By Liz Nicholls, 12thnight.ca
“I’ve always been a storyteller,” says the Saugeen First Nation playwright/ actor/ improviser/ director Josh Languedoc. “It’s just been there … in my bones.”
He can thank his Indigenous heritage, and its great oral tradition for that. And he does — as you’ll see in Rocko and Nakota: Tales From The Land, with its animal spirits and myths. A “test run” version of the show comes to the Thousand Faces Mythic Arts Festival this weekend before it hits six Fringe festivals, including Edmonton’s across the country this summer.
“It’s always been a part of me, Indigenous stories and culture. But sometimes it’s been in the background,” says the genial Anishinaabe artist who’s playwright-in-residence at Workshop West this season. Theatre has always been embedded in q multi-limbed career that includes improv musicals with Grindstone Theatre and improv Shakespeare with Thou Art Here. And it’s resurfaced in full force at a long overdue moment in history when, adrenalized by the Truth and Reconciliation Commission, Indigenous voices are being heard as never before.
“It’s told me that you can be a voice,” Languedoc has heard from his mentors. “You should have been a voice all along.” He laughs. “It’s more than time…. My passion has good timing!”
The engaging Languedoc, whose Ojibwe dad was adopted off the reserve (“another story! there’s a play in that!”) grew up in St. Albert, a theatre kid and self-styled “musical theatre junkie.” No surprise that, encouraged by his father, whom he credits for his cultural interests, he gravitated to the St. Albert Children’s Theatre. Sondheim? Yes, he says, but “Disney was my big jam. Lloyd Webber. All of it.” Vic, the performing arts high school, was a natural fit. And a playwright was born there.
His first play? Question, he recalls. “Ten pages, four scenes, little moments of what it’s like to be a teen: how to come out to your parents if you’re pregnant, friendships, girlfriends…. Typical teen shit!”
At the U of A he got a degree in sociology, with a specialty in the sociology of Canadian theatre, “its narratives, its themes,” and then a teaching degree with a double-optic focus in drama and science.
The play that Fringe audiences from Ottawa to Victoria will see is framed by two characters, a lonely young boy sick in the hospital and his grandfather who arrives with a cache of stories. “It’s all about oral storytelling,” says Languedoc of the Native tradition, “sucking people in in real time….”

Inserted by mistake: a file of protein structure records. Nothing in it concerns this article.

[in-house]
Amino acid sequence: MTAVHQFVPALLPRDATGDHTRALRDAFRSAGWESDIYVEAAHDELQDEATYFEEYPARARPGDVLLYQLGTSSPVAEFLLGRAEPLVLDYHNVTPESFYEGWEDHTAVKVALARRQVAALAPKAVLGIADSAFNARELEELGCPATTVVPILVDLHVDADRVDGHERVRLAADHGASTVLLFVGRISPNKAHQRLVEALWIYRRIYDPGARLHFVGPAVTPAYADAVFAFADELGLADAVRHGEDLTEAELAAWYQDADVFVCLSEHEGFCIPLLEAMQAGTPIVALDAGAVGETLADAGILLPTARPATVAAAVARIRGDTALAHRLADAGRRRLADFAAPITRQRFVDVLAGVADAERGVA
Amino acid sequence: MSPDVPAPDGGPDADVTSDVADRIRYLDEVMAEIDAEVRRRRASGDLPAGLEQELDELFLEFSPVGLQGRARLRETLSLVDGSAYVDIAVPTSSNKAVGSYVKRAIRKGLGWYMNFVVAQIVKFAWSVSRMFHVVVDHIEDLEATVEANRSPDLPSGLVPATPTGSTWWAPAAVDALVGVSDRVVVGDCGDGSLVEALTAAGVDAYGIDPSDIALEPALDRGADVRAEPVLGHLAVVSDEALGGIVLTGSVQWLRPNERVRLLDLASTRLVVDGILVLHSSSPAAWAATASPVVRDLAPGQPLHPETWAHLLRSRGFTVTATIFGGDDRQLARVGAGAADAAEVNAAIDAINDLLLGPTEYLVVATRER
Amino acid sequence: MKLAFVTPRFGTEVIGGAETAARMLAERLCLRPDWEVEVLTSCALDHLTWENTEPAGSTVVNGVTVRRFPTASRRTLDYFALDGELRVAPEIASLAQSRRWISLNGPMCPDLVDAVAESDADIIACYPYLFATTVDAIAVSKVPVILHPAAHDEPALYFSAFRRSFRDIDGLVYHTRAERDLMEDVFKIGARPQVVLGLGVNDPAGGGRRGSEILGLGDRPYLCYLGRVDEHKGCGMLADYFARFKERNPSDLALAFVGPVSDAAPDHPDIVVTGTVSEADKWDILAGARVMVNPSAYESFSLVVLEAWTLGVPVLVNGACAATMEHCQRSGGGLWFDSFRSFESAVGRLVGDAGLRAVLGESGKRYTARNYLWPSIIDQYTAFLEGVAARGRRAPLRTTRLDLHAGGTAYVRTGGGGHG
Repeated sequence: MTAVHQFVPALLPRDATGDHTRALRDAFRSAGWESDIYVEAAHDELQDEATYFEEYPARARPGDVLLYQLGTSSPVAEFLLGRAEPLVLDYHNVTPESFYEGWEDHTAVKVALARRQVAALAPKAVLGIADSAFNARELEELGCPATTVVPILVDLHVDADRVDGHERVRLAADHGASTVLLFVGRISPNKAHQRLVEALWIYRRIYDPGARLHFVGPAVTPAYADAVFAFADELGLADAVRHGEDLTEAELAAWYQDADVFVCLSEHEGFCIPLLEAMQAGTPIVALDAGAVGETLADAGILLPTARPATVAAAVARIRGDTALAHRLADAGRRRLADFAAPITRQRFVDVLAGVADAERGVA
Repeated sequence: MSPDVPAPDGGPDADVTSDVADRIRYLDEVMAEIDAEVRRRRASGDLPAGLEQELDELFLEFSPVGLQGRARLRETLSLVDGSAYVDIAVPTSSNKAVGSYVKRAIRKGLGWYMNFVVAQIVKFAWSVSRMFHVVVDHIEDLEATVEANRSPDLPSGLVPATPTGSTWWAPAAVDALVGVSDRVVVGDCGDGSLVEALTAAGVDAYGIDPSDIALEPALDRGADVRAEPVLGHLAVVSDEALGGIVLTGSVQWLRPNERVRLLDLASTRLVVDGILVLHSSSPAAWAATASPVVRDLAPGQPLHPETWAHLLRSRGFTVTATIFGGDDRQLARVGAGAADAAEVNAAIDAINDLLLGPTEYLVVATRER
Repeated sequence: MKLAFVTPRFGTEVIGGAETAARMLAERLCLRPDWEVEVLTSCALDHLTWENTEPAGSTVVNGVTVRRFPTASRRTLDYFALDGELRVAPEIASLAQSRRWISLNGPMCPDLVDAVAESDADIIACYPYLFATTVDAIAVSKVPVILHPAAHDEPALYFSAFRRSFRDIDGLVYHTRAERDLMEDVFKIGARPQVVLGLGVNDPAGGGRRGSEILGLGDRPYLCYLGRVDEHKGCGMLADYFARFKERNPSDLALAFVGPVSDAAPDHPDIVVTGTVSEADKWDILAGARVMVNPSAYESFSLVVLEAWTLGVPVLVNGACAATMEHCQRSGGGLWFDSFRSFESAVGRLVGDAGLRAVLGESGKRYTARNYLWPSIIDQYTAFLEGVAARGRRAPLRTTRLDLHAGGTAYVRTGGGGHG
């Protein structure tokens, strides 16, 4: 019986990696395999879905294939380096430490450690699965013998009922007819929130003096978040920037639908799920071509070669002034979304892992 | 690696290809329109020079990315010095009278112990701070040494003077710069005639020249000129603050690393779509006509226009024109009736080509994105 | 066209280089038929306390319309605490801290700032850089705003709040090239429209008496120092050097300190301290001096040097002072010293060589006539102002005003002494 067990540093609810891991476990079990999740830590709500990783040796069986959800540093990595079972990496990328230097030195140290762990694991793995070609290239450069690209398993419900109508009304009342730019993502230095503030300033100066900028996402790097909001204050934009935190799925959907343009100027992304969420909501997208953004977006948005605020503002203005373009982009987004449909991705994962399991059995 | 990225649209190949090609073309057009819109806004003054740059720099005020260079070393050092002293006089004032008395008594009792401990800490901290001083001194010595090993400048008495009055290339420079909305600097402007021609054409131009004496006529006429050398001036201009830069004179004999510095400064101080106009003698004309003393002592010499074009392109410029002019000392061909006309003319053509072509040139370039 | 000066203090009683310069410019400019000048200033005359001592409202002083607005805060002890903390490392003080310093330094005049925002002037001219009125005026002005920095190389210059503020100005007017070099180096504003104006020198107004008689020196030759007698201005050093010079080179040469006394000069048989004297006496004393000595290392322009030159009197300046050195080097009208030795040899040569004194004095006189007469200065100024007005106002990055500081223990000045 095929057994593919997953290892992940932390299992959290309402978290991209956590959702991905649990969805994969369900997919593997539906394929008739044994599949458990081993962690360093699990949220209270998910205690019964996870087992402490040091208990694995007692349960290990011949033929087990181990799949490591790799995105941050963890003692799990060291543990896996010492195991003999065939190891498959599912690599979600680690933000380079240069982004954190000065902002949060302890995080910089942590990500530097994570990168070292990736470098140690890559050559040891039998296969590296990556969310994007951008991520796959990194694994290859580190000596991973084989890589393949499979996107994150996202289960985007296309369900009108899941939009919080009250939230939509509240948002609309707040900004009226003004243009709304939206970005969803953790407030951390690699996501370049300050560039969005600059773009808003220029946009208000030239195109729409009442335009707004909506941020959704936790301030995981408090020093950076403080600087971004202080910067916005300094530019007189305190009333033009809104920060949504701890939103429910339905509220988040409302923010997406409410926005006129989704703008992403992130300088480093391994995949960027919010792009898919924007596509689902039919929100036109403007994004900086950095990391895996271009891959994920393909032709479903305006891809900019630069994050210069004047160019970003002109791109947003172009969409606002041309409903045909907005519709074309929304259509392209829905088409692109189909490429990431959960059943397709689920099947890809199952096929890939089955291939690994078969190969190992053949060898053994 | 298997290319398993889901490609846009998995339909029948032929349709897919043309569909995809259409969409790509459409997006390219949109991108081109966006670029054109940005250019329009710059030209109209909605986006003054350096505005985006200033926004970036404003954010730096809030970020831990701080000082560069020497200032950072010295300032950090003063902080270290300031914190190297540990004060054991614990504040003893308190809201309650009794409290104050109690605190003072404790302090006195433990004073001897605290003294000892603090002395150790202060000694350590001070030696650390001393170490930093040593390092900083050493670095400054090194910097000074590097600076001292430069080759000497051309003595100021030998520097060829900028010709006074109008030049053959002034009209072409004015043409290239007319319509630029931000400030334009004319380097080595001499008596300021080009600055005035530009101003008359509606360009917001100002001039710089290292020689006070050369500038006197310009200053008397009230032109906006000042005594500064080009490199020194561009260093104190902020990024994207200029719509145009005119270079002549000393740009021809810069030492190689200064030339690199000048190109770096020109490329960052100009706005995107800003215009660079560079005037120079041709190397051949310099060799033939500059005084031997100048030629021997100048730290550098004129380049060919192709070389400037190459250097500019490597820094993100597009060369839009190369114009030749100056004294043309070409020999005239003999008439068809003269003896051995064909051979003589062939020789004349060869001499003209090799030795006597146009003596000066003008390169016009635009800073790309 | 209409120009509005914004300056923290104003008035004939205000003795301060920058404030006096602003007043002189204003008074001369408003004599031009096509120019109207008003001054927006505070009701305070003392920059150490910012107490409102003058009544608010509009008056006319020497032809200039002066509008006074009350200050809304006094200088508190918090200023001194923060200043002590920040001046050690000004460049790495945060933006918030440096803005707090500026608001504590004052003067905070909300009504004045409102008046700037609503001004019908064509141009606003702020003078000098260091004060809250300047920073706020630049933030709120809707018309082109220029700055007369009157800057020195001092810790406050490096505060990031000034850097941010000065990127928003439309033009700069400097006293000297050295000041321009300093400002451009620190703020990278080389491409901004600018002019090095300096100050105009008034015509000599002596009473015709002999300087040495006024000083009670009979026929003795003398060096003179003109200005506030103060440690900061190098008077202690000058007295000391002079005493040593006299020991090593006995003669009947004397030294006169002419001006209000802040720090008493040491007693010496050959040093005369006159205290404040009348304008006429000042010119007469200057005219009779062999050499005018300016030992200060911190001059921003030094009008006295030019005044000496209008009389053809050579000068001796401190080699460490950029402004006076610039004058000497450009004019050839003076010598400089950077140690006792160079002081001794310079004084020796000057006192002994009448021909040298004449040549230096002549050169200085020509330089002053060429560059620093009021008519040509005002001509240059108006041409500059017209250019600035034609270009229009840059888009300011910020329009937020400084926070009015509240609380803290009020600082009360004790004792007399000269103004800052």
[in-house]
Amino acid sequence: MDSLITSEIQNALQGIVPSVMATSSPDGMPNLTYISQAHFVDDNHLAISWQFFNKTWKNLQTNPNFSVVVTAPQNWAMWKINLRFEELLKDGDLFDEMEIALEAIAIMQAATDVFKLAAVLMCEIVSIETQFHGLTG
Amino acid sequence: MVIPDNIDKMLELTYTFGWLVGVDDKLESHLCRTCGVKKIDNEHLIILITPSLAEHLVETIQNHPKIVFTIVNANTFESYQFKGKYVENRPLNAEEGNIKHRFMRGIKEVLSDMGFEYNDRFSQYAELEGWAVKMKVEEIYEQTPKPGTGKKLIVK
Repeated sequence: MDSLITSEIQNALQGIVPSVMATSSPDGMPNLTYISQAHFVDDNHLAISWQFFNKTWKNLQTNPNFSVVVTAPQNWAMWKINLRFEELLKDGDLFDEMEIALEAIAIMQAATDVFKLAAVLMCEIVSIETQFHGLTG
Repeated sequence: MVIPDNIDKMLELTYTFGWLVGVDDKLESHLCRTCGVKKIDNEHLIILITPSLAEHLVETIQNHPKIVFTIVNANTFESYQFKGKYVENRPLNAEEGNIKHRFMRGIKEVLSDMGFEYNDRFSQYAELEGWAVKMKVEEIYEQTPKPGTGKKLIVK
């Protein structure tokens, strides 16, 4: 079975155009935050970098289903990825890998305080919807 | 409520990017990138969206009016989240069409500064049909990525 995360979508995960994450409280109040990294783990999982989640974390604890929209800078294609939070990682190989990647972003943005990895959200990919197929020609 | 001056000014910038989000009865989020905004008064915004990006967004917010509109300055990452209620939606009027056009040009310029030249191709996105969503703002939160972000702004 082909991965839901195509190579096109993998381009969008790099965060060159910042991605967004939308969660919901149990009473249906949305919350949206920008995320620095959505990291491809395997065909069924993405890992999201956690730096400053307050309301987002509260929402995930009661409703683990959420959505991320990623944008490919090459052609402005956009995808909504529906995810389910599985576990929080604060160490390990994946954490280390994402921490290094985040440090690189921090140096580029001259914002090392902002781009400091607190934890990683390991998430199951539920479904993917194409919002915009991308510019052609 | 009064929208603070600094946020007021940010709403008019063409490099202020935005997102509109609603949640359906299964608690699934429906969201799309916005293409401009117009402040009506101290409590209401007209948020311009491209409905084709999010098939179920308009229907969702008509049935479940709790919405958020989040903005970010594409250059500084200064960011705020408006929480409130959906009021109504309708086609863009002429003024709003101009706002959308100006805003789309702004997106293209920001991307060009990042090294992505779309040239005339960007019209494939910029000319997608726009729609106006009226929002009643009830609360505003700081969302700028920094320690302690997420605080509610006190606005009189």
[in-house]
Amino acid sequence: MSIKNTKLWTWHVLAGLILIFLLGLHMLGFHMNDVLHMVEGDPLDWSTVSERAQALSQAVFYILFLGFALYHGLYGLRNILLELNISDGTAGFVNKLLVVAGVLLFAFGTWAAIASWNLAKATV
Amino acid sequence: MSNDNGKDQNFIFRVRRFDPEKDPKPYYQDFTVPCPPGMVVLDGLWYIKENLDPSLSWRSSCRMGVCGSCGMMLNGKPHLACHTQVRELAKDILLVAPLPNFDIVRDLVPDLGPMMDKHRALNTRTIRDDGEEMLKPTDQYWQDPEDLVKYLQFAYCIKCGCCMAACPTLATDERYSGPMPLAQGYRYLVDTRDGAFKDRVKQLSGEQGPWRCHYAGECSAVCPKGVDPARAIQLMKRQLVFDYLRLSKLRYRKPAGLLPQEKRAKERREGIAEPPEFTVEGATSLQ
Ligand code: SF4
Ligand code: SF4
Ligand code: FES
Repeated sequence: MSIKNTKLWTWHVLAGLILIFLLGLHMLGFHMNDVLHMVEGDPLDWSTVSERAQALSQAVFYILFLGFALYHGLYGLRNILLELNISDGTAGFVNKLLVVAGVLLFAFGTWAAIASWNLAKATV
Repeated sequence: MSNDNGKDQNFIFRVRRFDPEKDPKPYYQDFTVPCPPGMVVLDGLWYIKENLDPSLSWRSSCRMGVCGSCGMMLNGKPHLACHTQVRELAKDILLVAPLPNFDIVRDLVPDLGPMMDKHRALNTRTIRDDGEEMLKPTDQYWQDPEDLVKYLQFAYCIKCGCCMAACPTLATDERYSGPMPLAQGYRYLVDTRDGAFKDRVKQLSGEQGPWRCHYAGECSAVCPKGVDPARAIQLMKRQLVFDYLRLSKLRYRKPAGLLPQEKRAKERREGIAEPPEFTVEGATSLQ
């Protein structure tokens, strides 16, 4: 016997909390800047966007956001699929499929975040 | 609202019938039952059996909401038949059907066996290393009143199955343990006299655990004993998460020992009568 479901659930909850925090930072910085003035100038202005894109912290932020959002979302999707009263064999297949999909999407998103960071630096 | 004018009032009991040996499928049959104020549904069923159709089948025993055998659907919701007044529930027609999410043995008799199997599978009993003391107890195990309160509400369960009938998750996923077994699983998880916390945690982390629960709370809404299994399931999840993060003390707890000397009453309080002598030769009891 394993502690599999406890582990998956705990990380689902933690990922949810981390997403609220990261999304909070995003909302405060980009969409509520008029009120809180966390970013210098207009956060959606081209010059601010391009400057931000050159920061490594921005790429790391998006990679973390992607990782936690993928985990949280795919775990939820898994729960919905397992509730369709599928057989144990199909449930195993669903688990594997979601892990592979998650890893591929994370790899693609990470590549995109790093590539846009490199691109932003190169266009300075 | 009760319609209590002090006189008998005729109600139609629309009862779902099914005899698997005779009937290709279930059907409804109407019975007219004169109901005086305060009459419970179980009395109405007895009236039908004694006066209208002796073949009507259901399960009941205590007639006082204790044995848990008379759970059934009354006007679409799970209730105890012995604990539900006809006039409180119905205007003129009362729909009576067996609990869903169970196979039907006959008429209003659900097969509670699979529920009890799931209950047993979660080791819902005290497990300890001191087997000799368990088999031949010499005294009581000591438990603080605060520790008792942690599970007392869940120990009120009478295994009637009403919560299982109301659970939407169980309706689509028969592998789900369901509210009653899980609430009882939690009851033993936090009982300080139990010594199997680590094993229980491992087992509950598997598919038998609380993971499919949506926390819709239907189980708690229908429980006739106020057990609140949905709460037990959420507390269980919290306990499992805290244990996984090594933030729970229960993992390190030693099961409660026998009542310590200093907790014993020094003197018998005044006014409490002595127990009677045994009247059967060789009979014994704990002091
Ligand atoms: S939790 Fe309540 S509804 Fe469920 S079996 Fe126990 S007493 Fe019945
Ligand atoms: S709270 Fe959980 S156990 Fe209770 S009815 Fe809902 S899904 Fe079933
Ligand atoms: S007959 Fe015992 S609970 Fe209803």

In contrast to the marginalizing of the old in white culture, age is respected in Indigenous culture, as he points out. “Elders are knowledge-keepers. Everyone looks to them for guidance.”
In Rocko and Nakota, the latter is remembering his seminal boyhood encounters with his grandpa, and the transporting inspirations of his stories. “It flips back and forth to the present,” when Rocko is telling his own stories. Languedoc mines a store of traditional Indigenous myths; he creates others. “I embody everything in the stories! Animals, warriors, elders, animals. Trees! It keeps me moving!”
Languedoc credits his mentors for “pushing me along the path.” It’s a list headed by Workshop West artistic director Vern Thiessen — “he’s helped me in so many ways; I owe so much to that man!” — and including playwrights Kenneth T. Williams, Colleen Murphy and Reneltta Arluk, the head of the Banff Centre’s new Indigenous arts program.
These days Languedoc has a sense of re-committing to an identity that was there all along. He’s been working as a substitute teacher, and he’s poised to plunge into the world of theatre full-time when he heads to the Ottawa Fringe mid-month.
“It’s been the last year or two that I realized ‘I can’t ignore this any more, if I’m going to go forward’…. It’s a gift, and I want to use it in a big way!”
Thousand Faces Festival of Mythic Arts
Where: Alberta Avenue Community League, 9210 118 Ave.
Running: Friday through Sunday, full roster of shows and schedule at thousandfaces.ca
Admission: by donation